LAHIṆĀ SIṄGH (d. 1797), one of the triumvirate who ruled over Lahore for more than 30 years before its occupation by Raṇjīt Siṅgh, was the son of Dargāhā and was adopted by Gurbakhsh Siṅgh Roṛāṅvālā, a Sikh chief of note belonging to the Bhaṅgī misl, after whose death in 1763 he succeeded him to his estates. The most spectacular achievement of Lahiṇā Siṅgh, in collaboration with Gujjar Siṅgh and Sobhā Siṅgh, was the capture of Lahore from the Afghān nominees, Kābulī Mall and his nephew, Amīr Siṅgh, and minting in 1765 the Sikh coin. Lahiṇā Siṅgh ruled over Lahore most successfully for 32 years, with some intermissions, until his death in September 1797. He enjoyed complete obedience and respect of the subjects. When in December 1766, Ahmad Shāh Durrānī invaded Lahore and Lahiṇā Siṅgh retired towards Kasūr, the Muslim citizens of Lahore pleaded before the Shāh to confirm Lahiṇā Siṅgh in the governorship of the Punjab. To this end, the Durrānī actually invited Lahiṇā Siṅgh, but the latter declined the proposal. He returned to the Shāh the fruit he had sent him, saying that such delicacies were meant for royalty alone. The Sikhs, he told the messenger, lived on parched gram. Of this he gave a quantity to the messenger to be presented to Ahmad Shāh on his behalf. Lahiṇā Siṅgh occupied Lahore as soon as the Shāh left for Afghanistan.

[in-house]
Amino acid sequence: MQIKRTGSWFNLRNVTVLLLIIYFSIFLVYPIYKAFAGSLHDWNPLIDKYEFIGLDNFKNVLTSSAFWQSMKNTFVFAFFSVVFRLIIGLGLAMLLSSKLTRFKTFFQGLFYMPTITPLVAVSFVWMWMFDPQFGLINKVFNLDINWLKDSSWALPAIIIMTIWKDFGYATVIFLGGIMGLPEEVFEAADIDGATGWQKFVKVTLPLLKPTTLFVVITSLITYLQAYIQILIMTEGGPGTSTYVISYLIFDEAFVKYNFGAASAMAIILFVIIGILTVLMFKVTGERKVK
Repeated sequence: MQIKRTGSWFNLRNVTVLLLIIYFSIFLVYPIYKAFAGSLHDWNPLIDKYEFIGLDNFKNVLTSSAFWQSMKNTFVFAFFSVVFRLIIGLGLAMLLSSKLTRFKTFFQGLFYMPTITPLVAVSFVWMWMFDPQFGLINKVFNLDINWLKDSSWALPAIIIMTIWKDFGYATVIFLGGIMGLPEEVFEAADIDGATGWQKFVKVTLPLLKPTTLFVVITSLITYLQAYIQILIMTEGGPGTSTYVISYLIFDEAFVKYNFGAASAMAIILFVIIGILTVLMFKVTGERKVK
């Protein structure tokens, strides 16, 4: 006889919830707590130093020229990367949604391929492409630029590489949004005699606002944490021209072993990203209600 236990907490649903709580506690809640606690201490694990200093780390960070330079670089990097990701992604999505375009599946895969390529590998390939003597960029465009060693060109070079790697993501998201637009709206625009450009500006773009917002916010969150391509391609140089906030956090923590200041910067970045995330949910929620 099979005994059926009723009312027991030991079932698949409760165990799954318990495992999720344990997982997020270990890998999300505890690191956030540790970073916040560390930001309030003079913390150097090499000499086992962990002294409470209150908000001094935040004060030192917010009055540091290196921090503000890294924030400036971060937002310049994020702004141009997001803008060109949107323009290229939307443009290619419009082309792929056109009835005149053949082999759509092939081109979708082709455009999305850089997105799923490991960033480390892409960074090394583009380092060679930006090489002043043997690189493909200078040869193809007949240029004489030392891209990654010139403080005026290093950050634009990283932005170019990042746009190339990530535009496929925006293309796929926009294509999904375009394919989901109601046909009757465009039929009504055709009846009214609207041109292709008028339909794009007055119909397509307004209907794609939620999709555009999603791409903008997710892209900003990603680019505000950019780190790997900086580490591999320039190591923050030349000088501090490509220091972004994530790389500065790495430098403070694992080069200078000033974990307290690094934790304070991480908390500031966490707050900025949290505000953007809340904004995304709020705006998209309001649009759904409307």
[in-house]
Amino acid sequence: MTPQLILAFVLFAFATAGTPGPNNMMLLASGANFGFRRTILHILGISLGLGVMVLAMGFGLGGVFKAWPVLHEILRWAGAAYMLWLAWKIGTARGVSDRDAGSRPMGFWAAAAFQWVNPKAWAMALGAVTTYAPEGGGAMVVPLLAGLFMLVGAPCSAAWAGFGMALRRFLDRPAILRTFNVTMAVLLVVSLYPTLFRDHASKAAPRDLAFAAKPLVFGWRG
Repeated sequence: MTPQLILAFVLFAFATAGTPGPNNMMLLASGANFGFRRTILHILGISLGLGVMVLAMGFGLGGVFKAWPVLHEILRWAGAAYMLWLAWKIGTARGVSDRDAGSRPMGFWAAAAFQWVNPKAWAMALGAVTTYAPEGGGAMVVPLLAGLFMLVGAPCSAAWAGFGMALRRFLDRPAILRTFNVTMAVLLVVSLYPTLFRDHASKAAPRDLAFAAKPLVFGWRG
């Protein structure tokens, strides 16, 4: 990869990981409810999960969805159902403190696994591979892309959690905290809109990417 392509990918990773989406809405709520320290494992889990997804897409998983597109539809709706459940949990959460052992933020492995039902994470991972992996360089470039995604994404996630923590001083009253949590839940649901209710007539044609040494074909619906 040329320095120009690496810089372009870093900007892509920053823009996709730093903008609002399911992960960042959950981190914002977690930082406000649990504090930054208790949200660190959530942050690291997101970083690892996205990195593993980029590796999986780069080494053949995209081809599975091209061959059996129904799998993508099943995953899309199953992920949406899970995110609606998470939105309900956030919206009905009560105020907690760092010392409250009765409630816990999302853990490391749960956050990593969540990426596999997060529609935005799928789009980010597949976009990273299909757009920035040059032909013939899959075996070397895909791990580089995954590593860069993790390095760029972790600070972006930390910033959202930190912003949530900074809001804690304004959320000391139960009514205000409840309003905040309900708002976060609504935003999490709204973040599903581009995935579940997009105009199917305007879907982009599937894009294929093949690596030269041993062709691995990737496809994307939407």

Lahiṇā Siṅgh retained a permanent body of 3,000 cavalry and 2,000 infantry and in an emergency he could muster a force of 7,000 horse and 4,000 foot. His territory yielded about 15 lakhs of rupees annually.


  1. Griffin, Lepel and C.F. Massy, Chiefs and Families of Note in the Punjab. Lahore, 1909
  2. Ganda Singh, Ahmad Shah Durrani. Bombay, 1959
  3. Gupta, Hari Ram, History of the Sikhs, vol.II. Delhi, 1978
  4. Khushwant Singh, A History of the Sikhs, vol.I. Princeton, 1963

Sardār Siṅgh Bhāṭīā